11. Real Estate – Days (Domino)
12. Gauntlet Hair – Gauntlet Hair (Dead Oceans)
13. Emika – Emika (Ninja Tune)
14. Bonnie Prince Billy - Wolfroy Goes To Town (Drag City)
15. Neon Indian – Era Extrana (Mom and Pop)
16. Future Islands – On The Water (Thrill Jockey)
17. Bleeding Knees Club – Virginity (Iamsound)
18. Mike Doughty – Yes And Also Yes (Megaforce-Snack Bar)
19. Viva Voce - The Future Will Destroy You (Vanguard)
20. Wilco – The Whole Love (Anti)
21. Marketa Irglova – Anar (Anti)
22. Pujol - Nasty, Brutish, And Short (Saddle Creek)
23. Hella – Tripper (Sargent House)
24. High Places – Original Colors (Thrill Jockey)
25. Wooden Shjips – West (Thrill Jockey)
26. Megafaun – Megafaun (Hometapes)
27. St. Vincent – Strange Mercy (4AD)
28. Ryan Adams – Ashes and Fire (Capitol)
29. Phantogram – Nightlife (Barsuk)
30. Body Language – Social Studies (Om)
I had the opportunity to see Phantogram at Cat’s Cradle last year, which ended up being a great show. I was really excited when I found out they were coming back around to the Triangle, but their performance this past Tuesday, Nov. 15, was not quite what I expected. I’ll get into this in more detail in a bit, but first I want to discuss EXITMUSIC’s opening performance.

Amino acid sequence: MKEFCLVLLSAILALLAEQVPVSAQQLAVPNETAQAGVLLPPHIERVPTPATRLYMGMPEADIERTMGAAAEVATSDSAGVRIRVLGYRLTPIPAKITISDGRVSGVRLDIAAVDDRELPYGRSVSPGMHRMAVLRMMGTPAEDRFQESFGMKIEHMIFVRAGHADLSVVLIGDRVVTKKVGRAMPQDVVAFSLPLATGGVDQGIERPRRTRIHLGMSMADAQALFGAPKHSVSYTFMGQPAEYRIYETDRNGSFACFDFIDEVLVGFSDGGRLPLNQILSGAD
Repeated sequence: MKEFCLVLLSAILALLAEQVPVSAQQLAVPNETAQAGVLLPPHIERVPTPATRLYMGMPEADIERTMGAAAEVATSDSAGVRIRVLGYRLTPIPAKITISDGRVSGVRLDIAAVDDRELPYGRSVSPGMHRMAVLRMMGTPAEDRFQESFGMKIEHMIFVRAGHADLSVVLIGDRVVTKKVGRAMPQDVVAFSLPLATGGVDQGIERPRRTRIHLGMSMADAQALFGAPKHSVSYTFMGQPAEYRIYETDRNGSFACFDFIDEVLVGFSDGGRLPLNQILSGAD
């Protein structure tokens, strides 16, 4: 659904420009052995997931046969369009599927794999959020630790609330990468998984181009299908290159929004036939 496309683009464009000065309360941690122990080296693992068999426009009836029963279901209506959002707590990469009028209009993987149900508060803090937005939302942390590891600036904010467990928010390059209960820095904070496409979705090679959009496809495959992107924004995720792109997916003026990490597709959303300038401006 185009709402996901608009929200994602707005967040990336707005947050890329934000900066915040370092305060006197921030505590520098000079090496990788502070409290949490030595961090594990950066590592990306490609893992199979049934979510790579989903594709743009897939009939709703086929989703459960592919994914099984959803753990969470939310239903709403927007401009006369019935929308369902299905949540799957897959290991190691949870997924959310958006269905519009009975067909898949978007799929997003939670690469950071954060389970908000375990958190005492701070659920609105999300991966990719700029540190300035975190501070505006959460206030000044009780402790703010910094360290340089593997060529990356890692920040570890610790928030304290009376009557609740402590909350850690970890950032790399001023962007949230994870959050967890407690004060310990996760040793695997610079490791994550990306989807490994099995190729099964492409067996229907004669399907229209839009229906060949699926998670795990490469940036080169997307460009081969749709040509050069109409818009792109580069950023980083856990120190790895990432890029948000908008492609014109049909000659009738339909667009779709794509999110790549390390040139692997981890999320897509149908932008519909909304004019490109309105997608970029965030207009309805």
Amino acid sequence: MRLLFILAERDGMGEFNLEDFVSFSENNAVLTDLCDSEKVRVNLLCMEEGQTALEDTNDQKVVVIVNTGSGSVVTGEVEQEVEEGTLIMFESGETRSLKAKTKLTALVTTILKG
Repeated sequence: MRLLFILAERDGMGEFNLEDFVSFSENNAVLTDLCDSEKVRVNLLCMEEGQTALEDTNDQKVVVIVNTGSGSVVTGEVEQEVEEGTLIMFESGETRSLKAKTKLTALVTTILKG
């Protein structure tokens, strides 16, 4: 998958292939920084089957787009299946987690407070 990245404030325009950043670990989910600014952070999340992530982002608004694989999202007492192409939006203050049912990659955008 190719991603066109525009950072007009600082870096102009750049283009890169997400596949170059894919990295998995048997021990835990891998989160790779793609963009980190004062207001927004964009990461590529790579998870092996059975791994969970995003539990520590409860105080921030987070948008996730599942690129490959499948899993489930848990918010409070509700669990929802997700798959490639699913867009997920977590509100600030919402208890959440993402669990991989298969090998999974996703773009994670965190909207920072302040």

EXITMUSIC was treated to a large crowd of fans, all pumped for the show that was about to ensue. Their set started out strong: the percussion was spot on and the lead singer had a very distinct, yet interesting voice; I instantly drew connections to the Zola Jesus performance I saw a couple of weeks before. Their style capitalized on the point at which a buzzy, guitar-driven band pushes into more intimate territory. Unfortunately, that became redundant after a while. It was as if every song was meant to build momentum, but the set never hit a climax (although, it would fit their name of “EXITMUSIC”: every song written like the last song of an album). The crowd was pretty stoical as well, presumably due to the fact they were just there to see Phantogram. Their recordings do not succumb to this issue, however, so I would recommend listening to this band.
The set change involved putting a ton of lights around the stage, which got me excited for what was to come. The projections during Phantogram’s last performance were spot on, so I was excited to see how all of these lights were going to be implemented into the show. After the stage had been filled with fog and all of the band’s equipment set up, the crowd was pumped for Phantogram to begin.